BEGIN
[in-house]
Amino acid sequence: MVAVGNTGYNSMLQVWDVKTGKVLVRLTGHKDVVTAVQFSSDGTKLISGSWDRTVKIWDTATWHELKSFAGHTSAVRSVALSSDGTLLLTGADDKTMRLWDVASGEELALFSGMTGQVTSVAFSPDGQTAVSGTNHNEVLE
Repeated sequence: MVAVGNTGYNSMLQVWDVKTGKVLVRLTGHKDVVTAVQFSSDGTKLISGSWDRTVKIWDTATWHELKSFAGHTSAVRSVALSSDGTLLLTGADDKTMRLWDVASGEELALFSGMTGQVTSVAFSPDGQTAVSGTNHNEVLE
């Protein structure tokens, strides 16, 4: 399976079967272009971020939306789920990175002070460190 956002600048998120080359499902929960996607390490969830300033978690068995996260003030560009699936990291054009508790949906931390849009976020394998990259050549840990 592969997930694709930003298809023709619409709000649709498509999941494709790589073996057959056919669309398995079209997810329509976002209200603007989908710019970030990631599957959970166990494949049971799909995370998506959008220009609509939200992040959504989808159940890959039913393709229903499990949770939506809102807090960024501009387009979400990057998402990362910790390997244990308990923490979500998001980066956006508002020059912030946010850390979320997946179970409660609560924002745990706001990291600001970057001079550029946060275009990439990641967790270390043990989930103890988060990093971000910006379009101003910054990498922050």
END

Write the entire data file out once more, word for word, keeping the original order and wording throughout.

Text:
[in-house]
Amino acid sequence: MVAVGNTGYNSMLQVWDVKTGKVLVRLTGHKDVVTAVQFSSDGTKLISGSWDRTVKIWDTATWHELKSFAGHTSAVRSVALSSDGTLLLTGADDKTMRLWDVASGEELALFSGMTGQVTSVAFSPDGQTAVSGTNHNEVLE
Repeated sequence: MVAVGNTGYNSMLQVWDVKTGKVLVRLTGHKDVVTAVQFSSDGTKLISGSWDRTVKIWDTATWHELKSFAGHTSAVRSVALSSDGTLLLTGADDKTMRLWDVASGEELALFSGMTGQVTSVAFSPDGQTAVSGTNHNEVLE
């Protein structure tokens, strides 16, 4: 399976079967272009971020939306789920990175002070460190 956002600048998120080359499902929960996607390490969830300033978690068995996260003030560009699936990291054009508790949906931390849009976020394998990259050549840990 592969997930694709930003298809023709619409709000649709498509999941494709790589073996057959056919669309398995079209997810329509976002209200603007989908710019970030990631599957959970166990494949049971799909995370998506959008220009609509939200992040959504989808159940890959039913393709229903499990949770939506809102807090960024501009387009979400990057998402990362910790390997244990308990923490979500998001980066956006508002020059912030946010850390979320997946179970409660609560924002745990706001990291600001970057001079550029946060275009990439990641967790270390043990989930103890988060990093971000910006379009101003910054990498922050």